Five keys to a new campus at Pennsylvania College of Health Sciences

April 11, 2017 Deborah Knast

Creating a united campus on an accelerated schedule

Tight timeline, no problem. But what does urgency mean for design?

Completed in August, 2016, Pennsylvania College of Health Sciences’ new 24.7-acre campus consists of two-state-of-the-art structures totaling 345,000 SF in Lancaster, Pennsylvania. While the challenge to create these spaces all under one roof was exciting for our designers, another aspect of the project took center stage—the timetable. We had 18 months—6 for design and documentation, 12 for construction—to completely retrofit a massive 65,000 SF administration building and 280,000 SF factory/warehouse.  

The Pennsylvania College of Health Sciences (PCHS) was growing rapidly and the institution found itself spread across five fragmented buildings, which quickly showed their limitations. The lack of a cohesive, centralized campus meant students missed out on the out-of-class learning and camaraderie that makes time on campus an enriching experience.

Why such a tight schedule? The school year. It dictated that the building had to be ready to accommodate all the college’s relocated functions so 1,500 students could begin the next school year on their new campus.

Here are five keys to our approach to creating great design on this rewarding project while meeting a hard deadline. 



1.    We started with strategic planning. 
Stantec’s internal Project Management (PM) team served as the owner’s representative for PCHS as they embarked on a search for an ideal home for relocation and consolidation of their allied health program. Our PM team focuses on the management and coordination of clients’ long-term strategic planning, managing risk, while blending technical and business expertise to meet an organization’s strategic goals. The project managers were tasked with finding the college a site that would work with their transformative program. As PCHS was searching for spaces, the PM team was instrumental in working with Stantec’s design team in coordinating a master plan for various sites. During the process, the team conducted some initial test fits, and six months prior to final selection, the design team was able to proactively plan the site in Lancaster. The advance planning paid off, and the team knew the preliminary design would be a success, so things went smoothly and quickly as a result.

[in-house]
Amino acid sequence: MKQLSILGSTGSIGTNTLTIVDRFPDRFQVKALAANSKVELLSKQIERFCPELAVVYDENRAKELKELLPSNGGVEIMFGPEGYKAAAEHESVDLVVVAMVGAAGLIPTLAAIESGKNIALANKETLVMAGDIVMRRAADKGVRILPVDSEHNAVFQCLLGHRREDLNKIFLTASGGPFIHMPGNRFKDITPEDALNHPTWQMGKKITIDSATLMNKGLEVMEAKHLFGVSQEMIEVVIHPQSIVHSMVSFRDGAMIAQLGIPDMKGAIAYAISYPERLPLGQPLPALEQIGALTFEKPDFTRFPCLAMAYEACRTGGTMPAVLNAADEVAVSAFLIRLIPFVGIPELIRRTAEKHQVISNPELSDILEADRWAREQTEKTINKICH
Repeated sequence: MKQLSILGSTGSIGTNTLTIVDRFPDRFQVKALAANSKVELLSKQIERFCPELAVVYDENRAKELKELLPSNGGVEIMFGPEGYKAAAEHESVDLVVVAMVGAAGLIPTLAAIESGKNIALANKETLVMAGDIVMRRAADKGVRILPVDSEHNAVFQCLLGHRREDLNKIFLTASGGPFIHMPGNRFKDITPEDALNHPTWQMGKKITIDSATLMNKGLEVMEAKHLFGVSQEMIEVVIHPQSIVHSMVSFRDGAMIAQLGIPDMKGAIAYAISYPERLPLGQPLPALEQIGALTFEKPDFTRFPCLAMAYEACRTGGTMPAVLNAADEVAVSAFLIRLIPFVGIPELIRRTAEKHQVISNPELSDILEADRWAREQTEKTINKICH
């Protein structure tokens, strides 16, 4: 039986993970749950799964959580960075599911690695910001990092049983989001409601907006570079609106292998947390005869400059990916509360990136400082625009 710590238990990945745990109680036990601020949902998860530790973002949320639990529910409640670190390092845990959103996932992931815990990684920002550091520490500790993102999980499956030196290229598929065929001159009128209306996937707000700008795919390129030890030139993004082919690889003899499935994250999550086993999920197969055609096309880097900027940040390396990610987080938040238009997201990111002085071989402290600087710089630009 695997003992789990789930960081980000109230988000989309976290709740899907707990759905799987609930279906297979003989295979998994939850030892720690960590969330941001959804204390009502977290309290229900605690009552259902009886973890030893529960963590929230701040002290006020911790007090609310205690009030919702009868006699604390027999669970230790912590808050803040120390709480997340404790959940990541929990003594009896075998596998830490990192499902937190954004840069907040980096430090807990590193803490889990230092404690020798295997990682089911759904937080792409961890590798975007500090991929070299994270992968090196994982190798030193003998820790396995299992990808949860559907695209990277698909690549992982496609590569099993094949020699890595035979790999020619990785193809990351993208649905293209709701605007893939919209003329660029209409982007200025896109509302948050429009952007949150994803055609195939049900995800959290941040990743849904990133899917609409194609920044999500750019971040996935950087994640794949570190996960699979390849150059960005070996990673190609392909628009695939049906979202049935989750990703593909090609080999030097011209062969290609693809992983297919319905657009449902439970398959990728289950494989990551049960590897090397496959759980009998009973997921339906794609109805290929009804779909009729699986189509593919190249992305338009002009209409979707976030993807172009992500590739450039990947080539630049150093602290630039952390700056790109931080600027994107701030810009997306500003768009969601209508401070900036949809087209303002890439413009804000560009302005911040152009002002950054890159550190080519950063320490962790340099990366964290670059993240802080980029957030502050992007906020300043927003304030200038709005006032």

Through the utilization of Stantec’s PM team and the preliminary identification of a manufacturing complex as the project site, the designers were able to identify and design a campus culture in a setting that would facilitate future growth at the campus. It also gave Stantec planners and designers the opportunity to transform an office building and warehouse space into a new medical education campus all within the college’s budget.

During design and construction, Stantec’s PM team managed and coordinated the entire project team to maintain a fast-track schedule and while keeping costs foreseeable as the project progressed.


2.    We embraced design-build.
To meet the ambitious timeframe, we utilized a design-build model that had all parties—from client to contractor—at the table from day one. At the heart of this process lay our fast-track schedule, which we developed by working backward from the projected move-in date dictated by the college academic calendar. 

With all parties on board from the start, we could foster a collaborative spirit and regular communication. Weekly meetings with PCHS team were followed by meetings with contractor and project management to discuss progress and monitor budget. By engaging all the disciplines from the beginning of the project, we saved time during the documentation and construction phases because there were no surprises and all the coordination had already taken place. In this relationship, we didn’t have a contractor saying “no, you can’t do that” but rather discussion, analysis, and a team working together.